Jamaica Gleaner / ‘No real man can live without a woman
Like night to day is a woman to her man
She’s essential to his purpose and his mission
A good woman is a glory to her man
She’ll never take the power, she’ll make him a better man
Every great man has a virtuous woman.’
(Warrior King, Virtuous Woman )
Last month, speaking during the Grounation series held at the Institute of Jamaica, the Universal Negro Improvement Association’s Mark Golding included Warrior King’s Virtuous Woman among the songs which have been influenced by the writing of the Rt Excellent Marcus Garvey. It is a connection Warrior King had spoken about with The Sunday Gleaner , the deejay also noting a number of other influences on the song’s lyrics.
Warrior King’s 2001 Virtuous Woman is a guaranteed dance and singalong from his first “shooba shooba” pops up on the remake of the rhythm to Culture’s Zion Gate . It was produced by Michael ‘Mikey Chang’ Johnson on the Lion Paw label. However, Warrior King tells The Sunday Gleaner that his breakout song and debut album’s title track was unaccustomed territory for an artiste who started out as a hardcore deejay. “The rhythm never appeal to me,” Warrior King said – not least of all because of the change in it that he did not know was called the bridge. However, he said, “Me jus’ hear the music go up and me go up with it”.
Before he followed the natural progression of the music, though, Warrior King had to write Virtuous Woman . He was given a copy of the rhythm by his then manager Garfield ‘Fresh Foot’ Watson one morning after exercising at the Caymanas Park. “Him say ‘go listen the riddim.’ Him play it on him little component set. Me say ‘rahtid, how me a go make a song with all the changes.'”
Warrior King says that before he writes a lyric he prays “let the words of my mouth and the meditation of my heart be acceptable in thy sight …”
However, his reading gave the meditation direction. At the time Warrior King was reading The Philosophy and Opinions of Marcus Garvey and he says: “I was not thinking of it directly but when I read, it come up in my subconsciousness”. So he realises that the opening verse, which starts “no real man can live without a woman” was related to Garvey’s writing, the Universal Negro Improvement Association founder stating about women “no real man can live without her”.
Around the same time, Warrior King said, The Gleaner had published an article in which poet Mutabaruka argued against the definition of a virtuous woman as simply one who has never had sex. Warrior King points out that His Imperial Majesty Haile Selassie’s wife, Empress Menen, had previous marriages and borne children before the royal union. And Warrior King recalled Proverbs 31 which, from verse 10 onwards, speaks to the virtuous wife.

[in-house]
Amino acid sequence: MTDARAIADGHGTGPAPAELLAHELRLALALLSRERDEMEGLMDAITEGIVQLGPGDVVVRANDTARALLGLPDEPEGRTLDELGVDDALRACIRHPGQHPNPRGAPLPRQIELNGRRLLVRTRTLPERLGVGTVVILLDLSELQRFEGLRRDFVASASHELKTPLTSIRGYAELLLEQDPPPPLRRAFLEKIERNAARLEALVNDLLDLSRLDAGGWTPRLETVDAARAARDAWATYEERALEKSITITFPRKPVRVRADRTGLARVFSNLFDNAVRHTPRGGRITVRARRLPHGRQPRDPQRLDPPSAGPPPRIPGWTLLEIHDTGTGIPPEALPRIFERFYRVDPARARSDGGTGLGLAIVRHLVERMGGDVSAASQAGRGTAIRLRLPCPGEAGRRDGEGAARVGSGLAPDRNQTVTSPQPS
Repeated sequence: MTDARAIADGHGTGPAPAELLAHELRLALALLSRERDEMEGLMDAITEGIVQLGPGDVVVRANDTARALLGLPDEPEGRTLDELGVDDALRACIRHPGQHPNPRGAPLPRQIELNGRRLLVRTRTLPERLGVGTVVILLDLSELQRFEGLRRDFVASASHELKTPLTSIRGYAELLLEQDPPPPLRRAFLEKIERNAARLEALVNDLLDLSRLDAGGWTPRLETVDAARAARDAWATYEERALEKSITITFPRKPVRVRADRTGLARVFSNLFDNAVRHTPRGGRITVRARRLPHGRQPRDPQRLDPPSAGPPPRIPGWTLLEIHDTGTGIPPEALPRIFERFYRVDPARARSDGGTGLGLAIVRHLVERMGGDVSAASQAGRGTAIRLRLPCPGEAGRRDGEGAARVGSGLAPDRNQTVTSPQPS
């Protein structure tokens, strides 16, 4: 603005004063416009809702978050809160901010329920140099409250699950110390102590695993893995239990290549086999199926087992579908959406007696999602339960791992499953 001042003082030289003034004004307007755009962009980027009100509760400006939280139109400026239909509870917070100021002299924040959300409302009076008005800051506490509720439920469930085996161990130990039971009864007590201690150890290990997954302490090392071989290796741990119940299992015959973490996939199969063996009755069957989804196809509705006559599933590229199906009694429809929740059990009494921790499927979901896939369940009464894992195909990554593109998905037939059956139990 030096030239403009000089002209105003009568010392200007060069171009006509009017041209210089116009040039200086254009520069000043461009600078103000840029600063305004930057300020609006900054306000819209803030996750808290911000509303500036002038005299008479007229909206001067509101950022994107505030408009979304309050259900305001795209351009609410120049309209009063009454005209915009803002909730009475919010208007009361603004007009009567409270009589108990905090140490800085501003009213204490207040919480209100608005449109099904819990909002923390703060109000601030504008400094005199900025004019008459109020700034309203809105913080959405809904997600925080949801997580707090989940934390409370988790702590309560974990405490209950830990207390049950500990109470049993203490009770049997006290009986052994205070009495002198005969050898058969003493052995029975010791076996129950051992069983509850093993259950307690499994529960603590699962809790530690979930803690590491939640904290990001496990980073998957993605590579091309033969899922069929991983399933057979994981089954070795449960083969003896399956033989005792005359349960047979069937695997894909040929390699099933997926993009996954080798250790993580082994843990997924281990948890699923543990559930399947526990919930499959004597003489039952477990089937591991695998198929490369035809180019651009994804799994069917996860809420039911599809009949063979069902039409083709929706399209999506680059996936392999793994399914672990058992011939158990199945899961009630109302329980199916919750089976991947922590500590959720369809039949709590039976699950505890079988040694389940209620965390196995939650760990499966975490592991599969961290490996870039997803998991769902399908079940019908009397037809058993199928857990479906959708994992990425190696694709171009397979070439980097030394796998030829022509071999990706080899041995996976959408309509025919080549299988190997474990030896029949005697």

He points out that there can be a good woman, who is committed to her relationship with a man who treats her badly and gets her pregnant, then when she gets out of that relationship and involved with another man, the cycle is repeated. “That no make she be a bad woman. That make the man them dog whe con woman,” he said.
Added to the reading was the example of a Rastafarian man in Waterford, Portmore, St Catherine, who constantly cursed women, saying that they caused sin. However, one evening Warrior King saw him call to a girl on the street, saying “baby me want you. Me love you.”
“So even him who cuss woman want a woman,” Warrior King said.
He also interrogates the story of the fall of humans from God’s grace, as told in Genesis. “Every man and woman responsible for themself. If me eat the apple, me know what is right from wrong. Woman could never cause sin. Me a bun out the whole concept of woman causing sin,” Warrior King said. And he puts all that into Virtuous Woman :
“Give ises to the King and his Empress Menen
Who showed us the right and the true way of living
Woman could never cause sin, so listen as I sing
For the women of the earth my joy bell ring.”
Warrior King looks to Emperor Haile Selassie and Empress Menen and their joint coronation on November 2, 1930, for his stance on the equality of the genders.
“Equality inna Zion, by nature’s law that’s the way it should go,” he states on the recording, and further tells The Sunday Gleaner, “the man is the man in the relationship, but you have to respect the woman”.
And he refers to his schooling for the complementary roles of men and women. “Me is an engineer by trade. You have the nut and the bolt. The nut no have no use without the bolt,” Warrior King said.
There could be some misinterpretation of the lines, “she’ll never take his power she’ll jus make him a better man/a good woman is a glory to her man.” Warrior King dismisses any notion that a virtuous woman is one who will not threaten her mate’s sense of manhood or weaken him.
“A woman is there to complement you. Me always say two head better than one,” Warrior King said. Additionally, he said, “she will not make you feel inferior or anything.”
He laughs when The Sunday Gleaner asks where the opening “shooba shooba” came from. “Jah jus’ give me that,” Warrior King said.
JAMAICA: Story of the Song | Marcus Garvey among 'Virtuous Woman' influences
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